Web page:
In 2014 I featured a series of blog posts introducing you to 2,014 names. For the most part they were names that were brand new to me as well. Some names may be more familiar but I found the meaning or origin or some other aspect of the name made it worthy of inclusion here. You may love some of the names, you may hate some, but hopefully you enjoy learning about all of them.

Friday, January 24, 2014

Names for Today: P, Q, R, S, T, U, V


Phylida - pronounced 'fill ih duh'. From Phyllidos, the genetive form of Phyllis, which is ancient Greek and means 'foliage'.

Queen Esther - 



This is not to explain the etymology or origin of the name Esther used for the Biblical queen (one of the most fascinating names etymologically or historically speaking, I think, and so I think it requires its own separate entry). Rather, this is the use of both Queen and Esther as part of the name.

The first person I found in my research was a woman who is still living and a famous jazz musician. I'm not sure if she was born Esther and being called Queen Esther is related to her virtuosity with music. I do think it's pretty neat, if you're going to become a musician, to reach a status or level of performance or maybe just longevity that rates you a high-sounding nickname like Queen.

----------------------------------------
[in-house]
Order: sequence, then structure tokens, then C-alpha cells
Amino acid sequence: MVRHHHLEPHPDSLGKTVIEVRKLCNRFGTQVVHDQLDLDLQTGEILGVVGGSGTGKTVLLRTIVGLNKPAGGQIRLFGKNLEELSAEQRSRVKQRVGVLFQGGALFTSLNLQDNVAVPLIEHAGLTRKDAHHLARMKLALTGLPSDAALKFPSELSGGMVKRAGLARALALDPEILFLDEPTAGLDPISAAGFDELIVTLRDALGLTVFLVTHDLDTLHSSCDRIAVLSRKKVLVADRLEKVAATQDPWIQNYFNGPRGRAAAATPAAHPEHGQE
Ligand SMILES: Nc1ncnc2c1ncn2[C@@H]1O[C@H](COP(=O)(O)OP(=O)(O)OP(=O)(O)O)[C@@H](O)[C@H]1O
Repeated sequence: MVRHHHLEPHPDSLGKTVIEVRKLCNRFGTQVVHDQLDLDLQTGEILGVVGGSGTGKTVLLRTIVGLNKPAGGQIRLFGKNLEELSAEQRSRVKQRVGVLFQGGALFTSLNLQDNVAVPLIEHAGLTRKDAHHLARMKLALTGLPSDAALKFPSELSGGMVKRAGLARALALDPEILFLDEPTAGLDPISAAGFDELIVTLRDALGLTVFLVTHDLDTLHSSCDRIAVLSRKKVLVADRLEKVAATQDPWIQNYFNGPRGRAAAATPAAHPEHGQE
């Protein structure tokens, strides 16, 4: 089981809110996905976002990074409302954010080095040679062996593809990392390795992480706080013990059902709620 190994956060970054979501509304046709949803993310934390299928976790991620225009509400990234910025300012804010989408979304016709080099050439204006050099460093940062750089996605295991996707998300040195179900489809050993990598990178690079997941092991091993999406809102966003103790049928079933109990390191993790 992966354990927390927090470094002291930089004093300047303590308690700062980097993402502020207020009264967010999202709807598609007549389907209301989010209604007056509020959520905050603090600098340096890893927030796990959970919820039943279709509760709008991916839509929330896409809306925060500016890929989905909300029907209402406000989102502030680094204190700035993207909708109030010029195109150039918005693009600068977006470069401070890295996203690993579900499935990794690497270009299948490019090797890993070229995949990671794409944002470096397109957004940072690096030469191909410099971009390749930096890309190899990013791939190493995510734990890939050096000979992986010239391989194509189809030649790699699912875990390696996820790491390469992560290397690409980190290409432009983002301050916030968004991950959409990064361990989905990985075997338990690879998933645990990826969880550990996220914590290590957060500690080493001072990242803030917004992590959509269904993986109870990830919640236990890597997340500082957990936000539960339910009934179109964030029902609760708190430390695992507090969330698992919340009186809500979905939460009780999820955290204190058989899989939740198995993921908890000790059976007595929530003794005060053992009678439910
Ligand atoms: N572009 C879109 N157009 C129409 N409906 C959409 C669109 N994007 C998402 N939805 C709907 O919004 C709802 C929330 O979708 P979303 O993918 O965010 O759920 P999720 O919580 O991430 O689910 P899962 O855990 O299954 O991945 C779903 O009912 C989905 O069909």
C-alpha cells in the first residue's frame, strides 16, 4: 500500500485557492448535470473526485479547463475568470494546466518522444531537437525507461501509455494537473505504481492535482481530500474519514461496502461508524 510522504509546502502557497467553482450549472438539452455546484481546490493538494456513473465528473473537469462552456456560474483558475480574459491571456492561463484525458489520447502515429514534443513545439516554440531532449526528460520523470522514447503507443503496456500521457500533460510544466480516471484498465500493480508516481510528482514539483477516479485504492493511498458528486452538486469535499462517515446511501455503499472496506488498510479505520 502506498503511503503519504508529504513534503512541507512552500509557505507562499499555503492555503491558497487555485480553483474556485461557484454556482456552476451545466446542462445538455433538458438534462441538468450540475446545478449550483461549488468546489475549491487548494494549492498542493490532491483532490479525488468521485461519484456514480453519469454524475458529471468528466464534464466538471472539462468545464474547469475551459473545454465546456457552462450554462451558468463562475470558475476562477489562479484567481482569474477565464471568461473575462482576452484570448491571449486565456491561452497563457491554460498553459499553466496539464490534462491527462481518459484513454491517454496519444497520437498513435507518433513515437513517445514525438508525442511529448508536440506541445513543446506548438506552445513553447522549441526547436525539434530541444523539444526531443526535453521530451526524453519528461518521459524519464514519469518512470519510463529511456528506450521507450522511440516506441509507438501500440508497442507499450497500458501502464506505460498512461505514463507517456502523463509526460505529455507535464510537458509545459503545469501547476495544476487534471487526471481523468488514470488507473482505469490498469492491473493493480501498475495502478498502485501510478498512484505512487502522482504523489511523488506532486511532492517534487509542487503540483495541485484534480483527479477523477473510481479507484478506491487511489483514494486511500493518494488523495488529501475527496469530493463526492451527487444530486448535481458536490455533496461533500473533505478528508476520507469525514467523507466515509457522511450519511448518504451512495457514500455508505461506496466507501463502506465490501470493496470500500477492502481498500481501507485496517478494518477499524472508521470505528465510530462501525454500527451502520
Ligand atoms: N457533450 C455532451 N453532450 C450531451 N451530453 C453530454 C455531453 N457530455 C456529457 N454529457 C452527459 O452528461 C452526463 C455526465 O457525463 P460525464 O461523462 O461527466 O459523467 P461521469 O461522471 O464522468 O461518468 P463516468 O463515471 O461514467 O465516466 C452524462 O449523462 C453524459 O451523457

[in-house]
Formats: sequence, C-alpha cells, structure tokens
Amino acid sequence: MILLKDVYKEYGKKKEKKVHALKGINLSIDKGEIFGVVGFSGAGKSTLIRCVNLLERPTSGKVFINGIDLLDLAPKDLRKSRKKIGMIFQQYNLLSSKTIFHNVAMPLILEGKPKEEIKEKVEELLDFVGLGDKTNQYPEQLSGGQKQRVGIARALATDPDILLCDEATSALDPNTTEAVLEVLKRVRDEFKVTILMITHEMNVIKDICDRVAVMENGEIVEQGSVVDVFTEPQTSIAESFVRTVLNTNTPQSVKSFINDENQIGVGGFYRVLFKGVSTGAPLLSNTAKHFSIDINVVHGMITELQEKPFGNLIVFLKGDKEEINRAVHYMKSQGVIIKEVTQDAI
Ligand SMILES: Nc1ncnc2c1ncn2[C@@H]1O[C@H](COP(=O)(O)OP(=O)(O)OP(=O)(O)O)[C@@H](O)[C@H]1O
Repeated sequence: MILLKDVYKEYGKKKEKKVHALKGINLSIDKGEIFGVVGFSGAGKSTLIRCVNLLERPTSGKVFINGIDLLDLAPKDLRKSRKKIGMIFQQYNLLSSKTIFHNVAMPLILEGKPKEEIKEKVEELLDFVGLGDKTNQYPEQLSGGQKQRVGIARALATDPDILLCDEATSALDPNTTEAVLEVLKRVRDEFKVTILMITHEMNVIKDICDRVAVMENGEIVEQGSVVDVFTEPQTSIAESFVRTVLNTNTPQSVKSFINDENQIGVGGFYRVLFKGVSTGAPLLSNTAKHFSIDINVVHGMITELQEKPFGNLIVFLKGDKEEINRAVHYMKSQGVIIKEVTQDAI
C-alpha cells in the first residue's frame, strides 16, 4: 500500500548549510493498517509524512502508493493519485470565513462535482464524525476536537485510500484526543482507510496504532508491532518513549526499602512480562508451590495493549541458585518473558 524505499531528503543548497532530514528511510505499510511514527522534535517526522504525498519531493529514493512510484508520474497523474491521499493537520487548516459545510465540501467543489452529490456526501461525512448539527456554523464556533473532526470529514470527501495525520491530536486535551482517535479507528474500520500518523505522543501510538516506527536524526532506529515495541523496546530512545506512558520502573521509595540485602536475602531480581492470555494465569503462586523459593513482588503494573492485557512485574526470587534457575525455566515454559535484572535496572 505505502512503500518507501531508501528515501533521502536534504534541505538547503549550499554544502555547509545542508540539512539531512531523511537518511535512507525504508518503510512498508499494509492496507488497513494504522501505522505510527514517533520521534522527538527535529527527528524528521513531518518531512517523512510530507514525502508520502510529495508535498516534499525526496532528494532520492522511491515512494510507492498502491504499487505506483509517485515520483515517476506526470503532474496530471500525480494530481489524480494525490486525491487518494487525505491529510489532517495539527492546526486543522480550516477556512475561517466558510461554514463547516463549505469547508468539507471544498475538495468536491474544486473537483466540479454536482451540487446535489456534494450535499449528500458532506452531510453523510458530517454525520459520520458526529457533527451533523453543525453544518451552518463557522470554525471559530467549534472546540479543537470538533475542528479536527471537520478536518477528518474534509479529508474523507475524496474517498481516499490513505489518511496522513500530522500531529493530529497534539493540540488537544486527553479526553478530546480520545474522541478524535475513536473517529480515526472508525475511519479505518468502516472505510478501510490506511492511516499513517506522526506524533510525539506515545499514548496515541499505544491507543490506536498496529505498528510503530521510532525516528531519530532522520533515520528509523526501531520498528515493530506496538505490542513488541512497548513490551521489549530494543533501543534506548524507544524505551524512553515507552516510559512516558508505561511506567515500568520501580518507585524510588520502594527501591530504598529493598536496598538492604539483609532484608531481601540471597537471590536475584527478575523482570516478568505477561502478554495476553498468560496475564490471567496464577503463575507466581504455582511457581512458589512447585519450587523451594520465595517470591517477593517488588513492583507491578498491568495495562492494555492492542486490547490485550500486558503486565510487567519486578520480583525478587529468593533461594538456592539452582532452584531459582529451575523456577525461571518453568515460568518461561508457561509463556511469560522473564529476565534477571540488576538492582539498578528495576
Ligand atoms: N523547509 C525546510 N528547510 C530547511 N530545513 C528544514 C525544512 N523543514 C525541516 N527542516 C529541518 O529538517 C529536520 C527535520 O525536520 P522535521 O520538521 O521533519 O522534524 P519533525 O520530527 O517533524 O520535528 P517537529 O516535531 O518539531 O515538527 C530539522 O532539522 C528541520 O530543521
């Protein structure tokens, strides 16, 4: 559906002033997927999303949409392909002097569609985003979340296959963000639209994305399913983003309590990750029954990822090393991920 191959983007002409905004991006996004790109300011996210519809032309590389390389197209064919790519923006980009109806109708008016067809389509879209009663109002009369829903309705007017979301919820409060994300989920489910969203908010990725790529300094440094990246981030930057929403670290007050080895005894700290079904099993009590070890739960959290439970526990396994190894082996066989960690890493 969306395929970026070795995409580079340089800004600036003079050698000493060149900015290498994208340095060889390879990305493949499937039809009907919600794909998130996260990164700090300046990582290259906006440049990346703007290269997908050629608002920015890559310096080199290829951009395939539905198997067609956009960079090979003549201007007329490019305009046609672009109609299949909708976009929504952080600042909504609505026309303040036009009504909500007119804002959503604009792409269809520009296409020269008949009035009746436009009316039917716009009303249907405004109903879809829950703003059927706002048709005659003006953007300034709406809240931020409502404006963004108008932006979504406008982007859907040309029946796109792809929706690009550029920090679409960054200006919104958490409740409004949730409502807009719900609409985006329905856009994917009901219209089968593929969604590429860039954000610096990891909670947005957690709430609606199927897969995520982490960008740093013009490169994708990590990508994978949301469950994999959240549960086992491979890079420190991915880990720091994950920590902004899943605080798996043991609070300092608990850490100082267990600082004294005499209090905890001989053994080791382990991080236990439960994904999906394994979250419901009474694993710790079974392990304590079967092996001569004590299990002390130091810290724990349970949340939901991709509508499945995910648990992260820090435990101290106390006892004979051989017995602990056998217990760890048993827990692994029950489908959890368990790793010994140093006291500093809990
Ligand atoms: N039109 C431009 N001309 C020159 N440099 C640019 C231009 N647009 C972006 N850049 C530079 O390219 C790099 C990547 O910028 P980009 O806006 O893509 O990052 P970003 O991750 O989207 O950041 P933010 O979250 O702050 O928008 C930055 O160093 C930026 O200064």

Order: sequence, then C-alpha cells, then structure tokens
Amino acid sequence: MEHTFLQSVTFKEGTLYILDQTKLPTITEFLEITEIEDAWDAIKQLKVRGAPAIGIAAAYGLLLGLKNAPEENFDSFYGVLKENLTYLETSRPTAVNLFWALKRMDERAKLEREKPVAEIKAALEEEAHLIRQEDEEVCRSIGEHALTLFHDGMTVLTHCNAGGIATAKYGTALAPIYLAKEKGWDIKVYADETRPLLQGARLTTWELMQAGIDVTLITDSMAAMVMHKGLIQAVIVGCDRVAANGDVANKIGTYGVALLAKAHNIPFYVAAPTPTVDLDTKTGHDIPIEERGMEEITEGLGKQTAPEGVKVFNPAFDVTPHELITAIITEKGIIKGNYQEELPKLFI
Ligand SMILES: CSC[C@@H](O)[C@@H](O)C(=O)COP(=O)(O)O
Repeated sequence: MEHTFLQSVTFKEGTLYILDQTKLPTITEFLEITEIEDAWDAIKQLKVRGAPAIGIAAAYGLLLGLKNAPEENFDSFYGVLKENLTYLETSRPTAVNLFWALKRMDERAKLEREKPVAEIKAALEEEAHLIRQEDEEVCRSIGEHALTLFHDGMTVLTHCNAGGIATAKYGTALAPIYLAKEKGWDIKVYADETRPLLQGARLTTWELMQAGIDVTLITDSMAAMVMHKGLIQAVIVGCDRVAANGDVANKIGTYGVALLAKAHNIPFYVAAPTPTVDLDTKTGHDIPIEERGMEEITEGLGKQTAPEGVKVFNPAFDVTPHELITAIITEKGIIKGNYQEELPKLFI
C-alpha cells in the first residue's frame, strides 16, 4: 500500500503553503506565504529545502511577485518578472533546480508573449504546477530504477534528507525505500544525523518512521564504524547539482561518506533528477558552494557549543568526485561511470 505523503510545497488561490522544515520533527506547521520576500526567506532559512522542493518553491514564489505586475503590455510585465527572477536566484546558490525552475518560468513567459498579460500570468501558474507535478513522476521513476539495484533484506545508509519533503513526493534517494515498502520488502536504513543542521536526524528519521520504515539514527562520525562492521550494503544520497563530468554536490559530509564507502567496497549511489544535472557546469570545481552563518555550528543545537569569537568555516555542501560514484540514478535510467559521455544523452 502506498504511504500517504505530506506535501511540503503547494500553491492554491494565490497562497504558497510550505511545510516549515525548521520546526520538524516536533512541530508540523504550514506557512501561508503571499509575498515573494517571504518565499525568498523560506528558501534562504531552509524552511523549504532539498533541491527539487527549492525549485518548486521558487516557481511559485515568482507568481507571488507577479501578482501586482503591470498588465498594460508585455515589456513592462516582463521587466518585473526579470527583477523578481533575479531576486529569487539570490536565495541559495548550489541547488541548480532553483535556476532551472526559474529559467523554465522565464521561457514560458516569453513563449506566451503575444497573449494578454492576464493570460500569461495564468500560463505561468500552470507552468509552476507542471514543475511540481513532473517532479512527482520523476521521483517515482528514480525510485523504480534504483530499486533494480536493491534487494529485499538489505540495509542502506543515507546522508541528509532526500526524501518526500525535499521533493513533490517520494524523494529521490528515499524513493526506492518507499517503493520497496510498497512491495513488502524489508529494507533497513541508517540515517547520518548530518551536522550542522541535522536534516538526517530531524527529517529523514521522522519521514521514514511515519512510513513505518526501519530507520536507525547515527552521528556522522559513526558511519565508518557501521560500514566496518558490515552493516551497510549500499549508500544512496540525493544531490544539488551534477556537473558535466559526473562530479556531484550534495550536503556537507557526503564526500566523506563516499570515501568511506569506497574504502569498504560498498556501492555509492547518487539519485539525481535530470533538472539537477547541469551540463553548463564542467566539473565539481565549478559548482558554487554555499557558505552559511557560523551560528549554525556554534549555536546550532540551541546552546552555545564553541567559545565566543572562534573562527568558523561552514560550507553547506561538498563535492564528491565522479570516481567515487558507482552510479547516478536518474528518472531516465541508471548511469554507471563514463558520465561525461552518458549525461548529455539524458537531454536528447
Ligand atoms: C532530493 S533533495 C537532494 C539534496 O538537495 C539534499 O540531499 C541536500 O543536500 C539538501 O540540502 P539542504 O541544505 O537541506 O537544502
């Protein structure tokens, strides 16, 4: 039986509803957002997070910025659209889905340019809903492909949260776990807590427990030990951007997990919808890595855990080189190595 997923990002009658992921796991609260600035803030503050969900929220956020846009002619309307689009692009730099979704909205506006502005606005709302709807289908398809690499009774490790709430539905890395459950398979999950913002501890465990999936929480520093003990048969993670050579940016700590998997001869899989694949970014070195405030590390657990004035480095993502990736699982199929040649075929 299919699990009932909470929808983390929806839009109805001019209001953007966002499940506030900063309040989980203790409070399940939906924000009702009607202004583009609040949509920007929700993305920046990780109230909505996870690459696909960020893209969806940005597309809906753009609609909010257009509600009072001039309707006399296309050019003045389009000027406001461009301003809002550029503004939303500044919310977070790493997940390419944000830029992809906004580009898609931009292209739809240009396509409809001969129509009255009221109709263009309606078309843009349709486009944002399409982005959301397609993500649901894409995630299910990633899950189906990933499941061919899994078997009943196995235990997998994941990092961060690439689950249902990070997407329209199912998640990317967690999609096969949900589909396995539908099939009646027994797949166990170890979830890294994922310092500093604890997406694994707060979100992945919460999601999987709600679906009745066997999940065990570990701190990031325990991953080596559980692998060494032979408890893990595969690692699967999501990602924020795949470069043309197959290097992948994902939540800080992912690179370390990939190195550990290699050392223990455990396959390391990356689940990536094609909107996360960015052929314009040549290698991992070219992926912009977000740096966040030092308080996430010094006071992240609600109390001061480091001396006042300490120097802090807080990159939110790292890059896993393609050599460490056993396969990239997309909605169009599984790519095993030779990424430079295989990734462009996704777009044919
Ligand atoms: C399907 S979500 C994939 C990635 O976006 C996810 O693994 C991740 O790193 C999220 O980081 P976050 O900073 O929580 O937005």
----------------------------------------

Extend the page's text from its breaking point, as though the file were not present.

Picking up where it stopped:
The second and for me most fascinating story involved a woman named Queen Esther who lived in Pennsylvania in the 18th century around the time of the American Revolution. Her given name did not contain 'queen'. She was born Esther Montour. She married a chief, though, and had her own town called Queen Esther's Town where she lived in a castle or palace, as people claimed who visited her there. How should I attack each facet of her story that is so compelling? Her history suggests that she was descended from Madame Montour (whose name may have been Isabelle or Elizabeth -- Isabelle is just the French form of Elizabeth). Mdme Montour became an important interpreter at tribal councils and when treaties were proposed. Several of her children followed a similar life path - marrying a Native American  and becoming important in the politics of their clan or tribe, often serving as interpreters. Mdme Mountour was actually born in the late part of the 17th century, so jumping forward we come to Esther Montour. Esther was considered friendly somewhat to white people who met her. However their opinion of her changed after she massacred several American soldiers. The Americans had been responsible for the death of someone important to her, either a family or tribe member, and the massacre is seen as her revenge for this death.

Racabinah - I have yet to encounter a definite origin for this name. Possibilities include the name of a region of Africa (I came across Reccabena in an 18th century text, NOT in English so I'm not certain if Reccabena is the French or Italian name of a place in Africa or an African name), a name related to Rechab in the Bible  --- this one seems the most likely to me. There are the forms Rekah and Rekabi used for names of descendants of Rechab. Rechabina, then, might be some Latin form of the name for a female. If so, its meaning is "square" or "a chariot led by 4 horses" or "rider" or "bands of riders".